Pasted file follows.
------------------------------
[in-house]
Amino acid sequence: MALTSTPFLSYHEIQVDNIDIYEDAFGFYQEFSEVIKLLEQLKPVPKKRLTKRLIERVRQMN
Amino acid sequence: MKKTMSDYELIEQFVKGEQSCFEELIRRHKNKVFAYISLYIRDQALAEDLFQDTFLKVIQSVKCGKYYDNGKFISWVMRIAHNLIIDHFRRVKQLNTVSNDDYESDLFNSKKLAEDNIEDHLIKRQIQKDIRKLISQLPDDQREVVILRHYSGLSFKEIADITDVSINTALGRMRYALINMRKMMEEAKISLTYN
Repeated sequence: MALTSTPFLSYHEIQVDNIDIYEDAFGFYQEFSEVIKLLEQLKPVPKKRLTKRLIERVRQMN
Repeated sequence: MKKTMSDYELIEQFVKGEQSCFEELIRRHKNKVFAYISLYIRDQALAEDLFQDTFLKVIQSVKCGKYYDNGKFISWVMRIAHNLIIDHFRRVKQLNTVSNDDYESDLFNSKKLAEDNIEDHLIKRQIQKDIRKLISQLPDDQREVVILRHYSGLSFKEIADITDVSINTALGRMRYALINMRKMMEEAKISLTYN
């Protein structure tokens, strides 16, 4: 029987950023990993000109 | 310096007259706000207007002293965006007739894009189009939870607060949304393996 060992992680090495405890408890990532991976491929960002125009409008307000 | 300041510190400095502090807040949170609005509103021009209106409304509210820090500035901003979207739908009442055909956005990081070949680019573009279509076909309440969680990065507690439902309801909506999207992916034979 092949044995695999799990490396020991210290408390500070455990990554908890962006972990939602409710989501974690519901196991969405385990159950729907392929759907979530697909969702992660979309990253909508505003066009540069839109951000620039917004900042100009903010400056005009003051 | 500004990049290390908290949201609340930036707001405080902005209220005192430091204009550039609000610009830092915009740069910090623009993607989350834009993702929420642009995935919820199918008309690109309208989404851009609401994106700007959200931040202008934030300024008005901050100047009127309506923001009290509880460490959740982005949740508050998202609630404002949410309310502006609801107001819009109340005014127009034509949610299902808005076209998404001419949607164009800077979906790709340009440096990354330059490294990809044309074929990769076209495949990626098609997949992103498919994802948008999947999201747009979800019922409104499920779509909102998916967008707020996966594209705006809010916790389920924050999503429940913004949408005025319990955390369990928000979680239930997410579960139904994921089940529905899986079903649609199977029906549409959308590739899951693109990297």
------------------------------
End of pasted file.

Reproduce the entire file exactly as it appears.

[in-house]
Amino acid sequence: MALTSTPFLSYHEIQVDNIDIYEDAFGFYQEFSEVIKLLEQLKPVPKKRLTKRLIERVRQMN
Amino acid sequence: MKKTMSDYELIEQFVKGEQSCFEELIRRHKNKVFAYISLYIRDQALAEDLFQDTFLKVIQSVKCGKYYDNGKFISWVMRIAHNLIIDHFRRVKQLNTVSNDDYESDLFNSKKLAEDNIEDHLIKRQIQKDIRKLISQLPDDQREVVILRHYSGLSFKEIADITDVSINTALGRMRYALINMRKMMEEAKISLTYN
Repeated sequence: MALTSTPFLSYHEIQVDNIDIYEDAFGFYQEFSEVIKLLEQLKPVPKKRLTKRLIERVRQMN
Repeated sequence: MKKTMSDYELIEQFVKGEQSCFEELIRRHKNKVFAYISLYIRDQALAEDLFQDTFLKVIQSVKCGKYYDNGKFISWVMRIAHNLIIDHFRRVKQLNTVSNDDYESDLFNSKKLAEDNIEDHLIKRQIQKDIRKLISQLPDDQREVVILRHYSGLSFKEIADITDVSINTALGRMRYALINMRKMMEEAKISLTYN
């Protein structure tokens, strides 16, 4: 029987950023990993000109 | 310096007259706000207007002293965006007739894009189009939870607060949304393996 060992992680090495405890408890990532991976491929960002125009409008307000 | 300041510190400095502090807040949170609005509103021009209106409304509210820090500035901003979207739908009442055909956005990081070949680019573009279509076909309440969680990065507690439902309801909506999207992916034979 092949044995695999799990490396020991210290408390500070455990990554908890962006972990939602409710989501974690519901196991969405385990159950729907392929759907979530697909969702992660979309990253909508505003066009540069839109951000620039917004900042100009903010400056005009003051 | 500004990049290390908290949201609340930036707001405080902005209220005192430091204009550039609000610009830092915009740069910090623009993607989350834009993702929420642009995935919820199918008309690109309208989404851009609401994106700007959200931040202008934030300024008005901050100047009127309506923001009290509880460490959740982005949740508050998202609630404002949410309310502006609801107001819009109340005014127009034509949610299902808005076209998404001419949607164009800077979906790709340009440096990354330059490294990809044309074929990769076209495949990626098609997949992103498919994802948008999947999201747009979800019922409104499920779509909102998916967008707020996966594209705006809010916790389920924050999503429940913004949408005025319990955390369990928000979680239930997410579960139904994921089940529905899986079903649609199977029906549409959308590739899951693109990297």